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Thread: Naismith Factor

  1. #1

    Naismith Factor

    Just exploring an idea.

    People wonder how long a route is going to take them. If you've never done a given route, how long to expect it to take?

    I just calculate the percentage of the Naismith time for a range of routes I've run. That is, divide the mileage by 3, add the elevation divided by 2000 feet, and you get the time taken for a fast walker. Then divide the time you've taken on the route by the Naismith time. That gives you a rough idea of your Naismith factor.

    So I, as a beginner fell runner who's only been running for 3 years, and in my very late 40s, reckon on under 40% of the Naismith time if I'm racing an AM or AL, and more like 45-50% of Naismith time for a pleasure run of around 26 miles +3300ft.

    For example, I'm hoping to run the Ennerdale race this year, whose route's Naismith time is 11 hr 25. I've run a similar length route in 45% of Naismith time, so I'd expect to finish in around 5 hrs 15.

    I wondered if anyone else has used this rule of thumb when calculating route times. And whether they notice a clear trend in the data. I've plotted a graph of my own Naismith factor for various routes against the Naismith time for each route. I can upload it if I can work out how...

    I've found this pretty useful for forecasting times when I've gone out and done something for the first time - eg a Fairfield Horseshoe recce, or a couple of BGR stages. It's also a good objective measure of how I'm improving, giving a consistent measure to compare days out which have varied in length and elevation.

    Of course, Naismith is the subject of many a long debate, the ground and conditions will vary, and this will never be scientific. But in my limited experience I find it sticks pretty well even for routes which vary in ratio of distance and elevation.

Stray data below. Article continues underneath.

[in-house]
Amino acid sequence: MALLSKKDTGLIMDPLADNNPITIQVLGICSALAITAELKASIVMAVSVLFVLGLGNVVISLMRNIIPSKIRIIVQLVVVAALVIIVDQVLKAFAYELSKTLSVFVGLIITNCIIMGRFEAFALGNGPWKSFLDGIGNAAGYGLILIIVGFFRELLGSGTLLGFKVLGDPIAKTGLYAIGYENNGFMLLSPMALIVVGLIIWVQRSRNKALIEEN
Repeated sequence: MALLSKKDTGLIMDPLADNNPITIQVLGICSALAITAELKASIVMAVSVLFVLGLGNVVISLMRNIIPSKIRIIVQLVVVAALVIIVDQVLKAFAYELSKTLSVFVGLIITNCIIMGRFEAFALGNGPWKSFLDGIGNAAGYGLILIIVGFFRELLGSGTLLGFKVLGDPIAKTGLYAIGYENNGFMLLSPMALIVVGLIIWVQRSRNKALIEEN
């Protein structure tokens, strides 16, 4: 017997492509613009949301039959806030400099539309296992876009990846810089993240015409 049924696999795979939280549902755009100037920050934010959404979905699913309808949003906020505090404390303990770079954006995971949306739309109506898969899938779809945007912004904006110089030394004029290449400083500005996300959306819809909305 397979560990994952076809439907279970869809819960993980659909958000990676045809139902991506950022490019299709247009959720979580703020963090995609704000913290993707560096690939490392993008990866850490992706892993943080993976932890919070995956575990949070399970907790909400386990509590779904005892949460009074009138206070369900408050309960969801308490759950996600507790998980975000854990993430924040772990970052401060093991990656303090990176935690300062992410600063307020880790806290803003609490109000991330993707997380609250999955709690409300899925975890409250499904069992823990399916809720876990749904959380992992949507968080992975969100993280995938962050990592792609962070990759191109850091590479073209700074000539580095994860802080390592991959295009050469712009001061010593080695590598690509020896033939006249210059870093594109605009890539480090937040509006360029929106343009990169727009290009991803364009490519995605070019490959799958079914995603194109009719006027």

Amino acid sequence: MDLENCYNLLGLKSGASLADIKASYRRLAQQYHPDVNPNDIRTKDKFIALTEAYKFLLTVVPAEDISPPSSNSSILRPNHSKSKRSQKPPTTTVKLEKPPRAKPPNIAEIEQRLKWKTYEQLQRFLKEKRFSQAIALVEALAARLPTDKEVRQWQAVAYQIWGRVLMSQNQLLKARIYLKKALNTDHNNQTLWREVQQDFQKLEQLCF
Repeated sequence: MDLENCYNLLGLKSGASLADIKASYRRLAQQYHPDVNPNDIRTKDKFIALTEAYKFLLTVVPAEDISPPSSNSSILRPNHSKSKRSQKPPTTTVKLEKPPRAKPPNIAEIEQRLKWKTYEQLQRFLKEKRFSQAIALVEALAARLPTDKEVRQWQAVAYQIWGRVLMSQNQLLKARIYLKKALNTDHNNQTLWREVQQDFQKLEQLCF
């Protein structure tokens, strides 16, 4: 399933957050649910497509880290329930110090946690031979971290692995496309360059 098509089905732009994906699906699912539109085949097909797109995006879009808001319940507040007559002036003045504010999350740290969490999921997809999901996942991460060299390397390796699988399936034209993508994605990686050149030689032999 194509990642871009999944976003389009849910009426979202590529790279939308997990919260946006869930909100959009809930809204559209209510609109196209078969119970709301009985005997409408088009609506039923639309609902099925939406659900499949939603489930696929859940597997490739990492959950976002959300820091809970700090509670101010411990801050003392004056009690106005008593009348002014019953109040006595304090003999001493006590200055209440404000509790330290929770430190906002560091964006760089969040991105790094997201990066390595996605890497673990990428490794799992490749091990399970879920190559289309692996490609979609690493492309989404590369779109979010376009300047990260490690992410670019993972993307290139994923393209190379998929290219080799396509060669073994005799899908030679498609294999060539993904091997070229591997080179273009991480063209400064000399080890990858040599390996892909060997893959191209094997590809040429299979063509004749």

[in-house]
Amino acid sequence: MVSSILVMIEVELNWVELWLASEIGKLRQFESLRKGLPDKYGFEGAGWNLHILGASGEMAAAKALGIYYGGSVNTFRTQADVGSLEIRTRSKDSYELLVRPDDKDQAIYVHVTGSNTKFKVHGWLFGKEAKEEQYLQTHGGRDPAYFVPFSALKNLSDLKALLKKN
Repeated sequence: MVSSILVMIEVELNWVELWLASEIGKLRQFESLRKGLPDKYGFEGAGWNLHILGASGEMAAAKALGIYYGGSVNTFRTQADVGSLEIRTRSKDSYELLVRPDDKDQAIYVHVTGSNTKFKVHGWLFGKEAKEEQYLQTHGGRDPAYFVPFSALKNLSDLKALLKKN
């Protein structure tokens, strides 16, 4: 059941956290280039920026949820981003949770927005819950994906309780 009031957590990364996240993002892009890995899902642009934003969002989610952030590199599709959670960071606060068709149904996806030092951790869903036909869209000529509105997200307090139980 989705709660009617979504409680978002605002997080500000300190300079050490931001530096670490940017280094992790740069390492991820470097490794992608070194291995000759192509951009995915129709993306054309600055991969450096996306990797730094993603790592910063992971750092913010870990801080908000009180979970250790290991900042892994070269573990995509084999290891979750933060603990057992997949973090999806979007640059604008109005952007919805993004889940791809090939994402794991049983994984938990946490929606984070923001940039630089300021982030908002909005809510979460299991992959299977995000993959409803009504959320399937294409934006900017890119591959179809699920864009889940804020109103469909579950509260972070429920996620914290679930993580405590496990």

Do other people use a similar calculation? Interested in thoughts

    Andrew.

  2. #2
    Master mr brightside's Avatar
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    Never heard of it.
    Luke Appleyard (Wharfedale)- quick on the dissent

  3. #3
    Master Travs's Avatar
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    First of all, if you go round Ennerdale in 5hrs15 as a "beginner" that is very impressive!!

    The first few years i was racing i had a little bit of a formula...

    I calculated a base time, 10 minutes per mile and 10mins per 1000ft.

    ie Fairfield Horseshoe at 9 miles/3000ft, would be a base time of 120mins = 2hrs.

    Then multiply that time between a factor of anywhere between about 0.75 and 1.25, depending on the severity of the race. Lake District races i'd usually score a factor of at least 1, but Fairfield being runnable i'd maybe go 0.9, which would be 1hr48..... this is very close to my pb of 1hr46.

    Obviously the multiplying factors can only come through doing a few races, and i had to reduce the factor as i improved, so it was still guesswork. And i must admit in the last couple of years i've binned this method, and just look at past results for the names of people i know i can compete with.
    Last edited by Travs; 31-01-2022 at 09:12 AM.

  4. #4
    Member ponte_ricky's Avatar
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    I have a spreadsheet that i use which is based on naismiths rule that works well for me:

    so i start with estimated flat running pace for a given effort. so for me i'll usually work to about 5-6min/km depending on how long the route is and how fit i am at the time etc. i'll then use OSMAPS to measure the distance (km) and ascent or descent (m) between 2 points (i tend to work out climbs and descents separately). i divide the ascent/descent by 100 (cant remember why now, but its right haha) and then i have factors that i use:

    0.8 for climbs
    0.3 for descents
    (i may adjust these slightly depending on terrain)

    I multiply the ascent or descent by the factor and add the distance to get a grade adjusted distance which i then just multiply by the flat pace.

    I'll give you an example from a route i was doing last year. this is from the pennine way road crossing at ponden reservoir near haworth to the top of Little Wolfstones:

    so i set my flat pace at 6.5min/km
    the distance is 3.04km
    the climb is 211m
    divide by 100 gives 2.11
    multiply that by factor of 0.8 gives me 1.69
    add that to the distance (3.04+1.69) to get the grade adjusted distance which is 4.73km
    then multiply that by 6.5min/km and it comes out at 30.75 (which i just then tweak to 31 mins)

    I have a tendency to overcomplicate things, which i am sure i have done a lot here, but it works for me. i cant remember my actual split times on the day now but i was never too far off.


    worth noting i did this for ennerdale last year too, but i think i set it a little too fast and overbaked it early on and struggled in the 2nd half, although i think despite a bit of a bonk on pillar i only fell 20 mins behind in the end i think. i dont think i would do this kind of calculation for a race again but its incredibly useful for personal challenges i think.

  5. #5
    Thanks both for thoughts.